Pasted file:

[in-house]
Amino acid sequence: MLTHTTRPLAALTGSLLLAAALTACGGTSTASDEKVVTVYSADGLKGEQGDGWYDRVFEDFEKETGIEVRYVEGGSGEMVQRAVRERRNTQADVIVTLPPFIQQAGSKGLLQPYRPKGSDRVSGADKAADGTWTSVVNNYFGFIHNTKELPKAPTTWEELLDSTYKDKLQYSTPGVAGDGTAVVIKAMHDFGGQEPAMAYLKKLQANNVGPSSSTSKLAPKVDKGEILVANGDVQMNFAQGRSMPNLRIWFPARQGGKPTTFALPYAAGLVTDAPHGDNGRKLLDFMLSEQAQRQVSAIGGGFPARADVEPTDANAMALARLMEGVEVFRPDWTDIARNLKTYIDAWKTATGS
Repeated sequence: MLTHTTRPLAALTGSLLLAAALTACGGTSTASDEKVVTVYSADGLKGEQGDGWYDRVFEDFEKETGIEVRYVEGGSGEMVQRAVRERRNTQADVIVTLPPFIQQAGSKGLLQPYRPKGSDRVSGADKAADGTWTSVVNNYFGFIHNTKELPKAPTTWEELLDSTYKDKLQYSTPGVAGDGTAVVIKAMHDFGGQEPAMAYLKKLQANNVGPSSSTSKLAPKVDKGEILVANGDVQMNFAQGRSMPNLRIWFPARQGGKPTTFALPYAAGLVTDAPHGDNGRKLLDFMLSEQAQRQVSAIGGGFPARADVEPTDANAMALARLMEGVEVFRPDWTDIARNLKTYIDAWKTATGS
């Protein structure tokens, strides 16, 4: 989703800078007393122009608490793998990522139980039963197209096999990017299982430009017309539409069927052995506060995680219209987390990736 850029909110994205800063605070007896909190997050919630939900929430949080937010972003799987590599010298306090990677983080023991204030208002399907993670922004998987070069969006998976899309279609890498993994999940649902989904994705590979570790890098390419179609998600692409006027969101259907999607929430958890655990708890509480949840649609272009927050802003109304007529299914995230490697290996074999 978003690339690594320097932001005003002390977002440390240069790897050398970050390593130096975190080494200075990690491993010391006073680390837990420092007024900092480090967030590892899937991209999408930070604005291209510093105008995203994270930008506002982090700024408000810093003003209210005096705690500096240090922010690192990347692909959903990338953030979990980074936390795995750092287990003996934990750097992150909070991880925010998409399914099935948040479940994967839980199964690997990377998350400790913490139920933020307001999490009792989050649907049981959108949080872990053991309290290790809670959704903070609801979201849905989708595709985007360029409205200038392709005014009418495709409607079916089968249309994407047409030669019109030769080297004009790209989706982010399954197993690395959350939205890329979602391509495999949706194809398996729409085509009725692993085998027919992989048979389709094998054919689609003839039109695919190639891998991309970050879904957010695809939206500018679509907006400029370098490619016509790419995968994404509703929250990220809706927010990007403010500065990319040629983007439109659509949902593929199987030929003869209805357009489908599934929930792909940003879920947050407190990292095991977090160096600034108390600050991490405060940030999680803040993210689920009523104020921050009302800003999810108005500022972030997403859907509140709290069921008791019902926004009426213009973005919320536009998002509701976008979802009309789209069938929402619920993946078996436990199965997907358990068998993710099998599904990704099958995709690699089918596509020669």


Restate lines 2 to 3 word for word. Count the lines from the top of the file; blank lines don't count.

Amino acid sequence: MLTHTTRPLAALTGSLLLAAALTACGGTSTASDEKVVTVYSADGLKGEQGDGWYDRVFEDFEKETGIEVRYVEGGSGEMVQRAVRERRNTQADVIVTLPPFIQQAGSKGLLQPYRPKGSDRVSGADKAADGTWTSVVNNYFGFIHNTKELPKAPTTWEELLDSTYKDKLQYSTPGVAGDGTAVVIKAMHDFGGQEPAMAYLKKLQANNVGPSSSTSKLAPKVDKGEILVANGDVQMNFAQGRSMPNLRIWFPARQGGKPTTFALPYAAGLVTDAPHGDNGRKLLDFMLSEQAQRQVSAIGGGFPARADVEPTDANAMALARLMEGVEVFRPDWTDIARNLKTYIDAWKTATGS
Repeated sequence: MLTHTTRPLAALTGSLLLAAALTACGGTSTASDEKVVTVYSADGLKGEQGDGWYDRVFEDFEKETGIEVRYVEGGSGEMVQRAVRERRNTQADVIVTLPPFIQQAGSKGLLQPYRPKGSDRVSGADKAADGTWTSVVNNYFGFIHNTKELPKAPTTWEELLDSTYKDKLQYSTPGVAGDGTAVVIKAMHDFGGQEPAMAYLKKLQANNVGPSSSTSKLAPKVDKGEILVANGDVQMNFAQGRSMPNLRIWFPARQGGKPTTFALPYAAGLVTDAPHGDNGRKLLDFMLSEQAQRQVSAIGGGFPARADVEPTDANAMALARLMEGVEVFRPDWTDIARNLKTYIDAWKTATGS